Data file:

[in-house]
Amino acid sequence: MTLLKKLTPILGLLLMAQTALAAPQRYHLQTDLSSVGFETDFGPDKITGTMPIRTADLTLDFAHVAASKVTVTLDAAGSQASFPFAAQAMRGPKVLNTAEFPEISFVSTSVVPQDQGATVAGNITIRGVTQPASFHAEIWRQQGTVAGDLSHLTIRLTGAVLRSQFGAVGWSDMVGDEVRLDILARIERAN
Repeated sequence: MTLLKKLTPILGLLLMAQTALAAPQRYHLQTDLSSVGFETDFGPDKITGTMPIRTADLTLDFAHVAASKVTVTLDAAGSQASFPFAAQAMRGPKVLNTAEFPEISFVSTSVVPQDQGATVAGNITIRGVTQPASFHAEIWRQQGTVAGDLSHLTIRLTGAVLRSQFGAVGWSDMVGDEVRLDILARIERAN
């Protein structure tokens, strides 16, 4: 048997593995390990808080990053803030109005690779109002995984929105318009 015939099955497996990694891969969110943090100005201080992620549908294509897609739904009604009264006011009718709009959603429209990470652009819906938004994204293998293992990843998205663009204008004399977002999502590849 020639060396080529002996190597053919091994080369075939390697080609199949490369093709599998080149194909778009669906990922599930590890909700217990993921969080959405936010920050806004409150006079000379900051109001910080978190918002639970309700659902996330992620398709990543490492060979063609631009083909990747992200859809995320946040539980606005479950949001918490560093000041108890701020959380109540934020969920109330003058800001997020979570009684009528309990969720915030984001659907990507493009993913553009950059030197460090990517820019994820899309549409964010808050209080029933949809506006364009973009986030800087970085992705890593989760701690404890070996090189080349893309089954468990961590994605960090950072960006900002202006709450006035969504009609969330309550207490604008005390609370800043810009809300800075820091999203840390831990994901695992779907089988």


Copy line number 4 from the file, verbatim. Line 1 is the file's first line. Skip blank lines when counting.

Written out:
């Protein structure tokens, strides 16, 4: 048997593995390990808080990053803030109005690779109002995984929105318009 015939099955497996990694891969969110943090100005201080992620549908294509897609739904009604009264006011009718709009959603429209990470652009819906938004994204293998293992990843998205663009204008004399977002999502590849 020639060396080529002996190597053919091994080369075939390697080609199949490369093709599998080149194909778009669906990922599930590890909700217990993921969080959405936010920050806004409150006079000379900051109001910080978190918002639970309700659902996330992620398709990543490492060979063609631009083909990747992200859809995320946040539980606005479950949001918490560093000041108890701020959380109540934020969920109330003058800001997020979570009684009528309990969720915030984001659907990507493009993913553009950059030197460090990517820019994820899309549409964010808050209080029933949809506006364009973009986030800087970085992705890593989760701690404890070996090189080349893309089954468990961590994605960090950072960006900002202006709450006035969504009609969330309550207490604008005390609370800043810009809300800075820091999203840390831990994901695992779907089988």